If you think the fight against Ebola is going well, here’s a grim new number: 537.
That’s how many new infections were reported in Sierra Leone in the past week. It’s the highest weekly tally in any country since the West African outbreak began.
International governments and aid groups have scrambled to open Ebola treatment centers in the country. But, because of safety concerns, many of these centers are accepting only a fraction of the number of patients they were built to serve.
In the meantime, most sick people are being directed to makeshift, government-run centers. Some of these are simply schools or other government buildings repurposed into a “community care center” — a place for people with Ebola symptomsto be isolated.
Baimaur Laminangbatu, who heads up a chiefdom of several hundred villages in Sierra Leone’s rural north, is helping transform a school into one of these care centers.
The facility is a lot more basic than the full-fledged treatment clinic down the street, which was built with funding from foreign governments, including the U.S. That facility has sophisticated in-ground plumbing and sanitation system.
Here at the school, workers are digging a big hole in the ground. “Those are the toilets for the suspected cases to use,” Laminangbatu says.
The treatment offered at the care center will be limited — medication to bring down a fever and rehydration salts that patients can drink with little help or supervision. In contrast, at some treatment centers, patients are getting intravenous drips for fluid replacements and sponge baths.
Still though, Laminangbatu and his team have stood up this community care center in a matter of days. The facility is remarkably simple. In one room, there are eleven metal cots.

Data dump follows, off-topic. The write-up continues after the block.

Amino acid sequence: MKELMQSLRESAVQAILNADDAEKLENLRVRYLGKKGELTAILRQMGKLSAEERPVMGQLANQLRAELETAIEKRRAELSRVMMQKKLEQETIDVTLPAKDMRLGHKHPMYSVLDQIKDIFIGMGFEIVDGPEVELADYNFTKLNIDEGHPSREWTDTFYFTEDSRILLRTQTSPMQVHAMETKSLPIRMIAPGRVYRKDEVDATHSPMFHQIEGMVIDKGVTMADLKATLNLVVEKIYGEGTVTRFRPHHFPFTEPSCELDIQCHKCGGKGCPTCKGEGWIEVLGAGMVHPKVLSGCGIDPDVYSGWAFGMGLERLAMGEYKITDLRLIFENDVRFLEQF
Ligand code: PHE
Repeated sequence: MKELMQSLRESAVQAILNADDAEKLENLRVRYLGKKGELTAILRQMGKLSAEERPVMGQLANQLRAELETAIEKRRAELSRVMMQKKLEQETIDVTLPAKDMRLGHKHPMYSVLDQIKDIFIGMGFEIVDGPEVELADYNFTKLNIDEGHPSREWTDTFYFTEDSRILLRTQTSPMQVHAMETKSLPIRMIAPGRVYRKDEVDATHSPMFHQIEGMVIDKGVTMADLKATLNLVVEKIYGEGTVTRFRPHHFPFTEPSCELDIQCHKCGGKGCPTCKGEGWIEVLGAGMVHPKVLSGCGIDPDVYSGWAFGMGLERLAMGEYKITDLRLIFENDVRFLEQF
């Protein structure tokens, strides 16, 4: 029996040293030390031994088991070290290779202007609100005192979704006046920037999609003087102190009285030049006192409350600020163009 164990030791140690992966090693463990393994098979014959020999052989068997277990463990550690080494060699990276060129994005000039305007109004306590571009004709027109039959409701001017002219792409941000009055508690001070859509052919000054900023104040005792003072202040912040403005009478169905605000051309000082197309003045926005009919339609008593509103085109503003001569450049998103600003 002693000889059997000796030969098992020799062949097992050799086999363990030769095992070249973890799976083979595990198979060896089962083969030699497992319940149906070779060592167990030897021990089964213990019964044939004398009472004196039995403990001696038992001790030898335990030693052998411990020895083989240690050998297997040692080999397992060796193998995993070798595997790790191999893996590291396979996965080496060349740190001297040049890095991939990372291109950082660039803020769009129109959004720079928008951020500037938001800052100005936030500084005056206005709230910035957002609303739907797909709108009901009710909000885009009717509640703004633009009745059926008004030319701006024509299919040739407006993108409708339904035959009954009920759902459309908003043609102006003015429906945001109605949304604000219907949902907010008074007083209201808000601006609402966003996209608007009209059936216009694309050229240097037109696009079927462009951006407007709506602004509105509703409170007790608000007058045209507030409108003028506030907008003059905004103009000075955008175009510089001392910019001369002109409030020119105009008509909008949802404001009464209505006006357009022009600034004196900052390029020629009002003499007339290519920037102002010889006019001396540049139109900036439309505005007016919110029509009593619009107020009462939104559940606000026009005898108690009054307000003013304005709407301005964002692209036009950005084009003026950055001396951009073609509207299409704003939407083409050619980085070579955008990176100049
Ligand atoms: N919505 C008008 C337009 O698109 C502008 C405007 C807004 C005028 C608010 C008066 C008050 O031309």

“This place was a classroom,” Laminangbatu says. A chalkboard on the wall still has a lesson written on it. “My name is Hawa. I’m a girl. I’m 4 years old,” Laminangbatu reads off the board.
These community care centers — and larger holding centers — were originally conceived of as temporary triage posts. Health officials intended them to be places where people who might have Ebola could be isolated while they waited for an Ebola test result. If the test came back positive, then a person would be sent onto a proper treatment facility.
But right now, there’s no better place to go. So sick people are getting stuck at these triage centers.
It’s better than nothing, Laminangbatu says. “If we allow those sick to be in the community, Ebola will spread,” he says. “And all of us will die.”
But a few miles down the road, at a holding center, I met Dr. Corrado Conceda, with the aid group Partners In Health. He thinks it’s unacceptable that so many Sierra Leoneans will have to die while waiting for the international response to scale up.
Why should people here get a lower standard of care than Americans or Europeans, Conceda asks? “Everybody deserves the same level of care,” he says. “That should always be our goal and our guiding principle.”
Conceda has begun turning this existing holding center into a full-fledged treatment facility, with IVs. He’s also bringing in medical workers from overseas and trainers in a matter of days, not weeks.
And Conceda totally rejects idea that Ebola has to be such a deadly disease. “Ebola kills so many people here [in Sierra Leone] because there’s not the resources to take care of patients properly,” Conceda says.
As soon as possible, he wants to start using start using lab tests to monitor organ function and tweak electrolyte levels — the tools that American and European hospitals have been using to support their Ebola patients.
“Let’s bring the tools, and then the mortality rate will go down,” Conceda says. “There’s no reason why it couldn’t be 20 percent, or 10 percent, if you diagnose patients early enough before they’re sick.”
The key to getting there, Conceda says, is to maintain that moral outrage — that sense that as long as people are dying, what you’re doing is never enough.